Elon’s Clues and an M&A Hail Mary

Elon Musk
Elon’s group of banks, led by Morgan Stanley and Bank of America, have underwritten $13 billion of senior secured financing in two tranches. Photo: Dimitrios Kambouris/Getty Images
William D. Cohan
October 30, 2022

It’s very early days, obviously, in the Elon Musk regime at Twitter, so even he deserves the space and time to try to implement his vision for the company. To his credit, and to my surprise, he actually closed the deal, although I still can’t imagine why, other than what would seem like a major hurdle to all but a handful of people in the world—risking $24 billion of his own money and another $7 billion committed by his friends and another $13 billion from his friendly bankers—seemed like a bit of a lark to Elon. In fact the whole episode seems like a bit of a lark to Elon. I guess if you are already the C.E.O. of Tesla (and SpaceX and The Boring Company) and you have a net worth of around $200 billion these days (down $66 billion so far this year), owning Twitter for $44 billion must seem a bit trivial, and a bit of fun, in the scheme of things.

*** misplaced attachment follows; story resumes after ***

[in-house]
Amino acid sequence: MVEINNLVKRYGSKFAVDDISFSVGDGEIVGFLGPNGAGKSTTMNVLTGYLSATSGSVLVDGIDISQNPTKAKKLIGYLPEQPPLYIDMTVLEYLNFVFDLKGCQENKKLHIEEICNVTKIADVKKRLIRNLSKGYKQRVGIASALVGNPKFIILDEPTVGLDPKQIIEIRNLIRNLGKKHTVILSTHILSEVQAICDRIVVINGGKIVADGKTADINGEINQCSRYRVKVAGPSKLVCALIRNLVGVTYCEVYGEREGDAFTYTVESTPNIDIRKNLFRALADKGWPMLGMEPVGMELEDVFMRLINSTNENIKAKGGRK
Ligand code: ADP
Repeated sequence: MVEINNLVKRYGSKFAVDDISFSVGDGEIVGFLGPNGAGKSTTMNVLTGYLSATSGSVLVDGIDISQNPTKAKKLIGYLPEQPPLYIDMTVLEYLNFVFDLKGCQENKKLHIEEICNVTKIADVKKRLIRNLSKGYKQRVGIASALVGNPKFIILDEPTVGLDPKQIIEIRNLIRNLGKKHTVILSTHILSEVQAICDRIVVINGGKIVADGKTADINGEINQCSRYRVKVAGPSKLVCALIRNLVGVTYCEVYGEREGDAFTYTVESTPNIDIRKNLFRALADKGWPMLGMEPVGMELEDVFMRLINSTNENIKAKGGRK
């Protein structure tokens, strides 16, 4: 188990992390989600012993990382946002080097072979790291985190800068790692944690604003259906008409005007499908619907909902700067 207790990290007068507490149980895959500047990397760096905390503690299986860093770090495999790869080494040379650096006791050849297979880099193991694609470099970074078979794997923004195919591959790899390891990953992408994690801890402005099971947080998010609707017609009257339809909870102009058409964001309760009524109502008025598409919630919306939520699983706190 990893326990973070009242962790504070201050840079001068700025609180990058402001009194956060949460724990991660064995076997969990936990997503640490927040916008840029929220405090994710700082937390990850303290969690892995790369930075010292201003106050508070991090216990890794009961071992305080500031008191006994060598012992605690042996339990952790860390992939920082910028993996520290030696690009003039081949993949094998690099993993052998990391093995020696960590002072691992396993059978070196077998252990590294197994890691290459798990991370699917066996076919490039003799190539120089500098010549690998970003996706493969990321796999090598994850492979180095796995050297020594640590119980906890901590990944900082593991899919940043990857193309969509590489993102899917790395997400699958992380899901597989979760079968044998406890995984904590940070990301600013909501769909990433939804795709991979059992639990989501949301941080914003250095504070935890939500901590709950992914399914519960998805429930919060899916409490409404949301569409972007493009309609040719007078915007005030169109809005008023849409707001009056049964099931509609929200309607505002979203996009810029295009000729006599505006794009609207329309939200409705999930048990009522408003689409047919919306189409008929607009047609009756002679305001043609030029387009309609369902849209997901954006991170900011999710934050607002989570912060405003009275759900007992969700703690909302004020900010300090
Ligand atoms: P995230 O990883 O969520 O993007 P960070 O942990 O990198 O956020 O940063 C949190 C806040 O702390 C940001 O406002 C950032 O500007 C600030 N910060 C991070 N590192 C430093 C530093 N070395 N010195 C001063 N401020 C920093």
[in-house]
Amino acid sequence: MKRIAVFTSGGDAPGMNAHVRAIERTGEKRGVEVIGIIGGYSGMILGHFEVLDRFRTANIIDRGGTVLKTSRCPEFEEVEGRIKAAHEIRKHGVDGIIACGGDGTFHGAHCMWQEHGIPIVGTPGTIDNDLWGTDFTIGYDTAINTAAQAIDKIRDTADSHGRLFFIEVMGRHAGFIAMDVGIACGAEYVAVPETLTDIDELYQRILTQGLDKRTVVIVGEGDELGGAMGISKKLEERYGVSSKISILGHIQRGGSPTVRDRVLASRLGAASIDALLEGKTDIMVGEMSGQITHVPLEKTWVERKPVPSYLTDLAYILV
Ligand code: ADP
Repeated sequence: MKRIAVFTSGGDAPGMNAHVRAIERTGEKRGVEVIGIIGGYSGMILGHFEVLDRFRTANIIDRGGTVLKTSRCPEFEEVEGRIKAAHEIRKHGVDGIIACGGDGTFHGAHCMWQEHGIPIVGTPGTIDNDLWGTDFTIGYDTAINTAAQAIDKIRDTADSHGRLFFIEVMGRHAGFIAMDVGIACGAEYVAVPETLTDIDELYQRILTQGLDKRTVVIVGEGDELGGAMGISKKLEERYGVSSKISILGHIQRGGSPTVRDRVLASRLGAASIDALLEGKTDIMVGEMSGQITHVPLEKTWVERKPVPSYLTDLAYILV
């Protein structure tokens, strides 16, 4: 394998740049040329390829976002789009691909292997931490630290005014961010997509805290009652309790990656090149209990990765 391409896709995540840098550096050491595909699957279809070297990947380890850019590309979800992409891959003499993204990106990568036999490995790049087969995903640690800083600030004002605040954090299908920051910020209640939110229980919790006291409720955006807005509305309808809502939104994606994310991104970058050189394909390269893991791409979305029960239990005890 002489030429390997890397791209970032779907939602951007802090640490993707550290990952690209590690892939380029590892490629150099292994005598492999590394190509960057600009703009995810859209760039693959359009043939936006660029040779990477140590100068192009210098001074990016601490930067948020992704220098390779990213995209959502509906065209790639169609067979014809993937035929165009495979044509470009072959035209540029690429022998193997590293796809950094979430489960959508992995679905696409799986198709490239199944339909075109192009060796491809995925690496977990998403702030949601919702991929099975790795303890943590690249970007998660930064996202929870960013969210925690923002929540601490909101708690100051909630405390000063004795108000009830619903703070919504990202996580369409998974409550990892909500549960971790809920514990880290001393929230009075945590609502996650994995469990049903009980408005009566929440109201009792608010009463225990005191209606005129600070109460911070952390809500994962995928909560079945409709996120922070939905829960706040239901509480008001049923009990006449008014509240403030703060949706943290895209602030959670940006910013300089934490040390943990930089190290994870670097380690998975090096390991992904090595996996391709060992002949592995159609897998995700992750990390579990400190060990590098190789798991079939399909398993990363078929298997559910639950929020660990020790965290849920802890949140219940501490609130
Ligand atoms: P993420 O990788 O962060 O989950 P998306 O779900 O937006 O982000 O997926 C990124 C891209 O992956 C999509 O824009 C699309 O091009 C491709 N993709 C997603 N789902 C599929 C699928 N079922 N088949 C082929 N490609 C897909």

It’s not trivial, of course, to the 7,500 employees of Twitter, who are waiting to find out if they will continue to be employed at the company. After all, Elon’s already fired the company’s top executives—the C.E.O., the C.F.O., the chief legal officer, and the general counsel. That was probably to be expected; it’s not unusual in any change of control situation for the top executives to go, especially after a fight as contentious as this one. It also wouldn’t be unusual for these executives to walk off with tens of millions of dollars to go away, although some early reporting suggests Elon might have terminated them “for cause” in a bid to avoid any such payouts. (Nothing would be more characteristic of Elon than to begin his administration with a fresh wave of lawsuits.)